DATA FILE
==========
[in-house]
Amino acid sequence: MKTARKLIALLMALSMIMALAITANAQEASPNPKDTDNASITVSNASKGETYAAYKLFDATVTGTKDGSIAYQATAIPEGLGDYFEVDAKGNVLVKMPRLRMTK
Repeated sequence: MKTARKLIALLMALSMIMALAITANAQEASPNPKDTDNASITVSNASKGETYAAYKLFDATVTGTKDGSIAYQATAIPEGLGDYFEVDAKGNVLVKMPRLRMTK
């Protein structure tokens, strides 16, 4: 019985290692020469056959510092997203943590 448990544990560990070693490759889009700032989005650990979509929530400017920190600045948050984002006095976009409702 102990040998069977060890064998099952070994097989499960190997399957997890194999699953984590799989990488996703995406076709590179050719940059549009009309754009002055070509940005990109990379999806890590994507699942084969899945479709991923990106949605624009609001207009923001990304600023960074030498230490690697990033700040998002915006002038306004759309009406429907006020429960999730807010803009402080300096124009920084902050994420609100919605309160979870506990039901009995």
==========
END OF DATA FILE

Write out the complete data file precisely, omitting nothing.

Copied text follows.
[in-house]
Amino acid sequence: MKTARKLIALLMALSMIMALAITANAQEASPNPKDTDNASITVSNASKGETYAAYKLFDATVTGTKDGSIAYQATAIPEGLGDYFEVDAKGNVLVKMPRLRMTK
Repeated sequence: MKTARKLIALLMALSMIMALAITANAQEASPNPKDTDNASITVSNASKGETYAAYKLFDATVTGTKDGSIAYQATAIPEGLGDYFEVDAKGNVLVKMPRLRMTK
């Protein structure tokens, strides 16, 4: 019985290692020469056959510092997203943590 448990544990560990070693490759889009700032989005650990979509929530400017920190600045948050984002006095976009409702 102990040998069977060890064998099952070994097989499960190997399957997890194999699953984590799989990488996703995406076709590179050719940059549009009309754009002055070509940005990109990379999806890590994507699942084969899945479709991923990106949605624009609001207009923001990304600023960074030498230490690697990033700040998002915006002038306004759309009406429907006020429960999730807010803009402080300096124009920084902050994420609100919605309160979870506990039901009995």